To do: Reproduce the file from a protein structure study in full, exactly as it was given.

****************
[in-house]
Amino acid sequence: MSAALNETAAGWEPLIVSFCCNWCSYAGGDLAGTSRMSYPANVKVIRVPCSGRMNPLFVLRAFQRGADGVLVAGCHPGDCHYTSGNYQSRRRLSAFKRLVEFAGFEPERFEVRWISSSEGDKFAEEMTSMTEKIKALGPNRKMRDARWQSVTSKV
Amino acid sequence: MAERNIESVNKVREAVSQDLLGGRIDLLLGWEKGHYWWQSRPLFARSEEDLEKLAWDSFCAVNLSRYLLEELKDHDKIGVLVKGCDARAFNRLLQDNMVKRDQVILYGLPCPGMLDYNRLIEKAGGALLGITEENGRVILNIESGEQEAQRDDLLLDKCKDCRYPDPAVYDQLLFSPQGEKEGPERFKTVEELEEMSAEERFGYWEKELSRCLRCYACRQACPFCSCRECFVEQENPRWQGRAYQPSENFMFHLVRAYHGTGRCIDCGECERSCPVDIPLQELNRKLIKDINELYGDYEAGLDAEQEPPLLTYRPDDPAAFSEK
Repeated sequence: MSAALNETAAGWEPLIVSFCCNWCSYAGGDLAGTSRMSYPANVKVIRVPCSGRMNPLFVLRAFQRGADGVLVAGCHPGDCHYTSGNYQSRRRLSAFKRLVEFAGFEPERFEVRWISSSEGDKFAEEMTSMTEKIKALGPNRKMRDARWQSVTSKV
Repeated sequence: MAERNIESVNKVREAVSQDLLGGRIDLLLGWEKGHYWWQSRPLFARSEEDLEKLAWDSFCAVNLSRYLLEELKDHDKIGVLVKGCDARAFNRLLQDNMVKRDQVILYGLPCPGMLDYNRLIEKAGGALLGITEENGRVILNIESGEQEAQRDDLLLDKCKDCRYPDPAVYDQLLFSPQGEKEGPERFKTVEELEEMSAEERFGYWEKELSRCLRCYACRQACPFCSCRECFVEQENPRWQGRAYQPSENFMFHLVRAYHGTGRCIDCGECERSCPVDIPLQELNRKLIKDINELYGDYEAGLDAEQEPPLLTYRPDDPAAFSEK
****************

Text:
[in-house]
Amino acid sequence: MSAALNETAAGWEPLIVSFCCNWCSYAGGDLAGTSRMSYPANVKVIRVPCSGRMNPLFVLRAFQRGADGVLVAGCHPGDCHYTSGNYQSRRRLSAFKRLVEFAGFEPERFEVRWISSSEGDKFAEEMTSMTEKIKALGPNRKMRDARWQSVTSKV
Amino acid sequence: MAERNIESVNKVREAVSQDLLGGRIDLLLGWEKGHYWWQSRPLFARSEEDLEKLAWDSFCAVNLSRYLLEELKDHDKIGVLVKGCDARAFNRLLQDNMVKRDQVILYGLPCPGMLDYNRLIEKAGGALLGITEENGRVILNIESGEQEAQRDDLLLDKCKDCRYPDPAVYDQLLFSPQGEKEGPERFKTVEELEEMSAEERFGYWEKELSRCLRCYACRQACPFCSCRECFVEQENPRWQGRAYQPSENFMFHLVRAYHGTGRCIDCGECERSCPVDIPLQELNRKLIKDINELYGDYEAGLDAEQEPPLLTYRPDDPAAFSEK
Repeated sequence: MSAALNETAAGWEPLIVSFCCNWCSYAGGDLAGTSRMSYPANVKVIRVPCSGRMNPLFVLRAFQRGADGVLVAGCHPGDCHYTSGNYQSRRRLSAFKRLVEFAGFEPERFEVRWISSSEGDKFAEEMTSMTEKIKALGPNRKMRDARWQSVTSKV
Repeated sequence: MAERNIESVNKVREAVSQDLLGGRIDLLLGWEKGHYWWQSRPLFARSEEDLEKLAWDSFCAVNLSRYLLEELKDHDKIGVLVKGCDARAFNRLLQDNMVKRDQVILYGLPCPGMLDYNRLIEKAGGALLGITEENGRVILNIESGEQEAQRDDLLLDKCKDCRYPDPAVYDQLLFSPQGEKEGPERFKTVEELEEMSAEERFGYWEKELSRCLRCYACRQACPFCSCRECFVEQENPRWQGRAYQPSENFMFHLVRAYHGTGRCIDCGECERSCPVDIPLQELNRKLIKDINELYGDYEAGLDAEQEPPLLTYRPDDPAAFSEK